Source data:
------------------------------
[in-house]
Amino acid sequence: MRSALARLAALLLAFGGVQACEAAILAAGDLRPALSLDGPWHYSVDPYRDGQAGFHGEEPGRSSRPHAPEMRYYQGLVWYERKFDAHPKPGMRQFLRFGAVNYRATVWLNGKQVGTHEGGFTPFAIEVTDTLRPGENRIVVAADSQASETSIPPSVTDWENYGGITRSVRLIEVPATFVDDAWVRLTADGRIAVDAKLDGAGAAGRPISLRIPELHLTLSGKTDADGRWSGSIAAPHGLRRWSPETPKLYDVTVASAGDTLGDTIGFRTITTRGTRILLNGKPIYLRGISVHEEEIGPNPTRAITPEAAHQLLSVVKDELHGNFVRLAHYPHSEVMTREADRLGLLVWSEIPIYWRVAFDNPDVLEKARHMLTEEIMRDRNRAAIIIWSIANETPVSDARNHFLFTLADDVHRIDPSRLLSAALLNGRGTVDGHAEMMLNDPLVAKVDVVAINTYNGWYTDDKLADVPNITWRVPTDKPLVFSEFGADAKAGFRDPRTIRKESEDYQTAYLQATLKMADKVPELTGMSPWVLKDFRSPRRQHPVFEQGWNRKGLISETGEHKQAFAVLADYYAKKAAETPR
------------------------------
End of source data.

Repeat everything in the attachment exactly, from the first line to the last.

[in-house]
Amino acid sequence: MRSALARLAALLLAFGGVQACEAAILAAGDLRPALSLDGPWHYSVDPYRDGQAGFHGEEPGRSSRPHAPEMRYYQGLVWYERKFDAHPKPGMRQFLRFGAVNYRATVWLNGKQVGTHEGGFTPFAIEVTDTLRPGENRIVVAADSQASETSIPPSVTDWENYGGITRSVRLIEVPATFVDDAWVRLTADGRIAVDAKLDGAGAAGRPISLRIPELHLTLSGKTDADGRWSGSIAAPHGLRRWSPETPKLYDVTVASAGDTLGDTIGFRTITTRGTRILLNGKPIYLRGISVHEEEIGPNPTRAITPEAAHQLLSVVKDELHGNFVRLAHYPHSEVMTREADRLGLLVWSEIPIYWRVAFDNPDVLEKARHMLTEEIMRDRNRAAIIIWSIANETPVSDARNHFLFTLADDVHRIDPSRLLSAALLNGRGTVDGHAEMMLNDPLVAKVDVVAINTYNGWYTDDKLADVPNITWRVPTDKPLVFSEFGADAKAGFRDPRTIRKESEDYQTAYLQATLKMADKVPELTGMSPWVLKDFRSPRRQHPVFEQGWNRKGLISETGEHKQAFAVLADYYAKKAAETPR